In 2005, SN Systems won a Game Developer Magazine "Front Line Award" in the Programming Environment category for the ProDG for PSP suite.[8][9]

In 2005, the ProView for PSP artist and testing preview tool was released, with USB and Wi-Fi connectivity.

ProDG for Nintendo DS[edit]

In conjunction with the Japanese software and hardware producer Hudson,[10] SN Systems produced an official hardware development kit for the Nintendo DS and ProDG for Nintendo DS was released in 2005.

ProDG for PlayStation 3[edit]

In 2005 Sony Computer Entertainment (SCEI) acquired SN Systems, the world leader in development tools for videogames platforms. Following this acquisition, the ProDG suite was central to Sony's plans to improve the development environment and tools for PlayStation 3.[11]

ProDG for PlayStation 3 was released in 2006.

ProDG for PlayStation Vita[edit]

ProDG for Sony PlayStation Vita was released in 2011.[12] The tools were integrated with Microsoft Visual Studio and Windows Explorer and included Razor Performance Analyzer.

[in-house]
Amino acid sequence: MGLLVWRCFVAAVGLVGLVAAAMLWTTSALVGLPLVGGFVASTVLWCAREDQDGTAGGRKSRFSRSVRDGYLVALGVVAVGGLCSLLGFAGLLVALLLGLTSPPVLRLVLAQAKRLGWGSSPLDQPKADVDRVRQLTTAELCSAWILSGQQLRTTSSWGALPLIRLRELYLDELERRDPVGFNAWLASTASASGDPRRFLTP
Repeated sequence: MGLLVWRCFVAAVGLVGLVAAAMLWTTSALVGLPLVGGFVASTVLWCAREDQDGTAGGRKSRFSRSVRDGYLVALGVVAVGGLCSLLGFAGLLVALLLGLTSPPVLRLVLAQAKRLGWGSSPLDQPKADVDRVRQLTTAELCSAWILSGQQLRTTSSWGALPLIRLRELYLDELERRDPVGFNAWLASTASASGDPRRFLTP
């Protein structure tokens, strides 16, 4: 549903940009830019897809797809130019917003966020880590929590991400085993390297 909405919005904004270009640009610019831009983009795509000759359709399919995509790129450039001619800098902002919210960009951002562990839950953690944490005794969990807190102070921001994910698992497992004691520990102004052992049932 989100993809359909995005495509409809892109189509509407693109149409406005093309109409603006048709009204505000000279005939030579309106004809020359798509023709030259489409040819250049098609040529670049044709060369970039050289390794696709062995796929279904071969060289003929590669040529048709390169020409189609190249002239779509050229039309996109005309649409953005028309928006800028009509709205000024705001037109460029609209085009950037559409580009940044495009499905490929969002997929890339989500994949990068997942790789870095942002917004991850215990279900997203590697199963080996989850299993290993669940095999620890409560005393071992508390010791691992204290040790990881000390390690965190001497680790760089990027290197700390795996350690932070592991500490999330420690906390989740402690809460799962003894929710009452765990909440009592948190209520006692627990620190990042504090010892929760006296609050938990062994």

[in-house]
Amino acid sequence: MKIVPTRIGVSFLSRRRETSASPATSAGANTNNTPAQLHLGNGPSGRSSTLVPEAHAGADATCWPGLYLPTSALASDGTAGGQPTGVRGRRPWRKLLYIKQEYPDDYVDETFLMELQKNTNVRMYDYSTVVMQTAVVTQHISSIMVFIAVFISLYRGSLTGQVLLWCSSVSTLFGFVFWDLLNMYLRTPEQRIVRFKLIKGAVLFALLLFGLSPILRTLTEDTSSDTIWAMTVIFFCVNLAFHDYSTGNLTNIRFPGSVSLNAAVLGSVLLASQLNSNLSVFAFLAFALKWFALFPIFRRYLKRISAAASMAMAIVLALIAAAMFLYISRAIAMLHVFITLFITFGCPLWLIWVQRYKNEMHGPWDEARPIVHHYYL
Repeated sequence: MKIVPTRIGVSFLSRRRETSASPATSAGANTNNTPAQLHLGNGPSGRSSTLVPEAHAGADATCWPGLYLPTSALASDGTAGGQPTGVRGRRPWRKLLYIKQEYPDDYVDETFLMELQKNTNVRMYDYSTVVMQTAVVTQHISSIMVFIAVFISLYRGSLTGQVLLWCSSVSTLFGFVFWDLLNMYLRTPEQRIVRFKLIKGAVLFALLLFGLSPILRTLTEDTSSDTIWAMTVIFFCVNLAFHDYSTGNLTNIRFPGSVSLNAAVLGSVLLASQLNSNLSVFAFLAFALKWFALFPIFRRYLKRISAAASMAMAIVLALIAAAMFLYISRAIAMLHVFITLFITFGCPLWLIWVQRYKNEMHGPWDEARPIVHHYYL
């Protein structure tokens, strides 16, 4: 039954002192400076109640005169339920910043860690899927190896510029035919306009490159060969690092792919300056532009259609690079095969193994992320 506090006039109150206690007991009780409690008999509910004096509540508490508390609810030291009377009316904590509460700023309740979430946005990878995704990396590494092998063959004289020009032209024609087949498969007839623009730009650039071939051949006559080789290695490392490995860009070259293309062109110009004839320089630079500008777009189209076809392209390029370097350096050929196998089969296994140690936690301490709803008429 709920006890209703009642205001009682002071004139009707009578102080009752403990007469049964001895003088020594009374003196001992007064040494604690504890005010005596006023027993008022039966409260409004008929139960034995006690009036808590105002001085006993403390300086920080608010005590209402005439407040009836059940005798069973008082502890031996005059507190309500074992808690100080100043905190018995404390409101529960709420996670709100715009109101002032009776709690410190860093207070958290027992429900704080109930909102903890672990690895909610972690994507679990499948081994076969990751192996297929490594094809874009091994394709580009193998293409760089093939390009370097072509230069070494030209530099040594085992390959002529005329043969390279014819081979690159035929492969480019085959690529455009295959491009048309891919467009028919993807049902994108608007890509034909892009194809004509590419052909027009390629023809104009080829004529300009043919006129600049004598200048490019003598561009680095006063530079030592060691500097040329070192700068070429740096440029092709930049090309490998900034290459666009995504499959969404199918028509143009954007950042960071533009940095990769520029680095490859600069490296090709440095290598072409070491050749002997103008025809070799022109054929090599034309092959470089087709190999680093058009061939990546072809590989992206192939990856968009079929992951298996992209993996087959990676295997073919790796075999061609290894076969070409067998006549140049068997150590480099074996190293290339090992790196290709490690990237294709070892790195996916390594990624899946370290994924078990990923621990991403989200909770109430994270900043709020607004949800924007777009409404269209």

References[edit]

  1. ^ "Case details for trade mark UK00002206901". Intellectual Property Office. 25 August 1999. 
  2. ^ "SN Systems Releases ProDG for GameCube and Game Boy Advance". Gamasutra. Retrieved 21 March 2001. 
  3. ^ "SN Announces SN-TDEV for GC". NintendoWorldReport. Retrieved January 10, 2003. 
  4. ^ "SN Systems launches PSP toolkit". Gamespot UK. Retrieved 28 September 2004. 
  5. ^ "SN System Announces ProDG for PSP". Gamasutra. Retrieved September 27, 2004. 
  6. ^ "PSP Dev Tool Success For UK Firm News". Total Video Games. Retrieved 21 February 2005. 
  7. ^ "SN Systems leads with ProDG development suite of tools for PlayStation Portable (PSP)". gameinfowire.com. Retrieved 21 February 2005. 
  8. ^ "2005 FRONT LINE AWARDS FINALISTS & WINNERS". Game Developer Magazine. Archived from the original on 23 January 2013. Retrieved 25 September 2016. 
  9. ^ "Game Developer Magazine Selects 2005 Front Line Award Winners, Recognizing Top Tools for Game Development". UBM. Retrieved 4 January 2006. 
  10. ^ "SN Systems and Hudson in Dual Project.". GamesIndustry. Retrieved 2 March 2005. 
  11. ^ "PS Meeting 2005: SCEI to Acquire SN Systems". IGN UK. Retrieved 21 July 2005. 
  12. ^ Freeman, Will. "GDC11: SN System debuts NGP dev environment". Develop. Retrieved 2 March 2011.